~ Health Advice from PMGH – Metabolism, What is it and How Does it Work? – Part 3 of 4 ~

Metabolism is the process in which your body converts what you eat and drink into energy. During this complex biochemical process, calories in food and drinks are combined with oxygen to release the energy your body needs to function. If you missed parts 1 and 2 please let us know and we will post it again for you. Alternatively please head to the PMGH fb timeline and scroll down.

Things That Can Go Wrong With Metabolism –
Most of the time, your metabolism works effectively without you giving any thought to it but sometimes a person’s metabolism can cause major mayhem in the form of a metabolic disorder. Most disorders of metabolism involve either abnormal levels of enzymes or hormones or problems with the functioning of those enzymes or hormones. When the metabolism of body chemicals is blocked or not working correctly, it can cause a buildup of toxic substances in the body or a deficiency of substances needed for normal body function, either of which can lead to serious complications.

Metabolism and Age-Related Weight Gain – People tend to put on weight as they age, partly because the body slowly looses muscle, and many people are less active as they age. Research has shown that strength and resistance training can reduce or prevent muscle loss.

Thyroid Disorders –
Hypothyroidism – (under-active thyroid) – the metabolism slows because the thyroid gland does not release enough hormones. Some of the symptoms of this include unusual weight gain, lethargy, depression, and constipation.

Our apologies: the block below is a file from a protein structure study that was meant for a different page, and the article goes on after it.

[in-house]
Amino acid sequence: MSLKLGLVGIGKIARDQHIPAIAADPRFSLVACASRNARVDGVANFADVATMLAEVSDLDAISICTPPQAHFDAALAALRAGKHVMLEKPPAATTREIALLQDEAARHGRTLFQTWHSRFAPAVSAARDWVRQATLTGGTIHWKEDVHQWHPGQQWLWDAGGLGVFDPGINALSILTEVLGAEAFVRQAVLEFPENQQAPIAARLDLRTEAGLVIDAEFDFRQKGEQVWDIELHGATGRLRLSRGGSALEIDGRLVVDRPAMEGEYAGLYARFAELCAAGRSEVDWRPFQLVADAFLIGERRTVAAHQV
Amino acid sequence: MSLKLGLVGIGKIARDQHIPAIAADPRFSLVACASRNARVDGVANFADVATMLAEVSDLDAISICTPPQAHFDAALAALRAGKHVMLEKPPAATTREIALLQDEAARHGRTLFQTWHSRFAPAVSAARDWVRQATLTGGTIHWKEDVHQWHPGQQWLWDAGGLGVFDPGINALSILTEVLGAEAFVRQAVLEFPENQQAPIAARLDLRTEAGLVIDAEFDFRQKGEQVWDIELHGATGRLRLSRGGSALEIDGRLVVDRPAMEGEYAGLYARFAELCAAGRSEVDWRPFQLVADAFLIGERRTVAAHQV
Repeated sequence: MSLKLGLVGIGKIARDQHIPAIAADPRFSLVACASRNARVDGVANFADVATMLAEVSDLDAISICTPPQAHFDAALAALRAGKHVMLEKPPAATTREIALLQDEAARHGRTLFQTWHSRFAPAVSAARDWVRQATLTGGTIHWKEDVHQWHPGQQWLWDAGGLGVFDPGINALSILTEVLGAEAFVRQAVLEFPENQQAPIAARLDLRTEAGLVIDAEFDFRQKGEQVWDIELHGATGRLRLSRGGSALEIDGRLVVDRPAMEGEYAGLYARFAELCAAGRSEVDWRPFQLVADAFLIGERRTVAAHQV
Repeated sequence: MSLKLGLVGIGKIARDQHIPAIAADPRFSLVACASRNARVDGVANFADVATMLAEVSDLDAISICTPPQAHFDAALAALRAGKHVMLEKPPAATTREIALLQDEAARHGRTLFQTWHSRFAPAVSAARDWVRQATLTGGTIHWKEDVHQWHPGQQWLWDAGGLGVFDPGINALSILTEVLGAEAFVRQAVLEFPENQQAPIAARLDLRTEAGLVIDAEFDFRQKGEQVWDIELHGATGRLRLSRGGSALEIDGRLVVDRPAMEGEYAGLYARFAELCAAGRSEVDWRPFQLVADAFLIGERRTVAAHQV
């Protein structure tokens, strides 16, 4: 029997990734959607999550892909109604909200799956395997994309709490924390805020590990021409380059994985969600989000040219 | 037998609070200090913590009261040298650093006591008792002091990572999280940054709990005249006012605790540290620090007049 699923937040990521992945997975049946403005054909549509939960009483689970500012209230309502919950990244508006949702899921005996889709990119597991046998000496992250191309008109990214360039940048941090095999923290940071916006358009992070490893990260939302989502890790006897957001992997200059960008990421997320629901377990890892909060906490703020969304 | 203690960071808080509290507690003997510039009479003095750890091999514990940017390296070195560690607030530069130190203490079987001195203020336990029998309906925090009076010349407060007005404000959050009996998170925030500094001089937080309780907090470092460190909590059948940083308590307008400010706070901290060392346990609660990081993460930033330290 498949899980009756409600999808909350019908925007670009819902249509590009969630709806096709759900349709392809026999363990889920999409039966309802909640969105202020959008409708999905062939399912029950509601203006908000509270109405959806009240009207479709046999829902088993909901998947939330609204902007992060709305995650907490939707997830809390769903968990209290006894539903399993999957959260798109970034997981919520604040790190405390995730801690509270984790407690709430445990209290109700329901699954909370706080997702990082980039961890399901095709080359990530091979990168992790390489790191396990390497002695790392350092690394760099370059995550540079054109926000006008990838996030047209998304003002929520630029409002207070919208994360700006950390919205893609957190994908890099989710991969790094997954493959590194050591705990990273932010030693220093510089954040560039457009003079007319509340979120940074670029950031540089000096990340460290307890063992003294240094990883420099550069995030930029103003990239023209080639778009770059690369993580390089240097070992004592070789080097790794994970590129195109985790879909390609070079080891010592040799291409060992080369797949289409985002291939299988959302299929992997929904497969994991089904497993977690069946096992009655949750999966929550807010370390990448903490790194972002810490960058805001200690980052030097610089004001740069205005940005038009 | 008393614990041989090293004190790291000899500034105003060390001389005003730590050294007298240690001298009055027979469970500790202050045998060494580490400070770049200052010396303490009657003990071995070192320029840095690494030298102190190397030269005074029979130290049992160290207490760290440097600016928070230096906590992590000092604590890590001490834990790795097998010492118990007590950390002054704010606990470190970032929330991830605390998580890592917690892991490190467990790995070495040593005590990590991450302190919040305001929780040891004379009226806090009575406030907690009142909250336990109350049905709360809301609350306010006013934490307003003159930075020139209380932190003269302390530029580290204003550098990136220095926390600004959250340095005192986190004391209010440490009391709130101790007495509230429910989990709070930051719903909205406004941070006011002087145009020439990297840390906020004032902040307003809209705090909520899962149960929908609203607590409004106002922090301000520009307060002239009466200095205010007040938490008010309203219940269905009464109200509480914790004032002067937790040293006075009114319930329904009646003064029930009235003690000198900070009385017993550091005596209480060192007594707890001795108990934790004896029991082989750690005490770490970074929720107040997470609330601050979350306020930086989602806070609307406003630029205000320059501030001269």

Hyperthyroidism – (over-active thyroid) the gland releases larger quantities of hormones than necessary and speeds the metabolism. Some of the symptoms of this include increased appetite, weight loss, nervousness, and diarrhoea. Talk to your doctor if you think this may apply to you.

Type 1 Diabetes Mellitus – Occurs when the pancreas doesn’t produce and secrete enough insulin. Symptoms of this disease include excessive thirst and urination, hunger, and weight loss. Over the long term, the disease can cause kidney problems, pain due to nerve damage, blindness, and heart and blood vessel disease.

Type 2 Diabetes – is possible when the body can’t normally respond to insulin. The symptoms of this disorder are similar to those of type 1 diabetes. Many children and teens that develop type 2 diabetes are overweight, and this is thought to play a role in their decreased responsiveness to insulin.

Tip – It is important to get regular health checks at your local urban health clinic.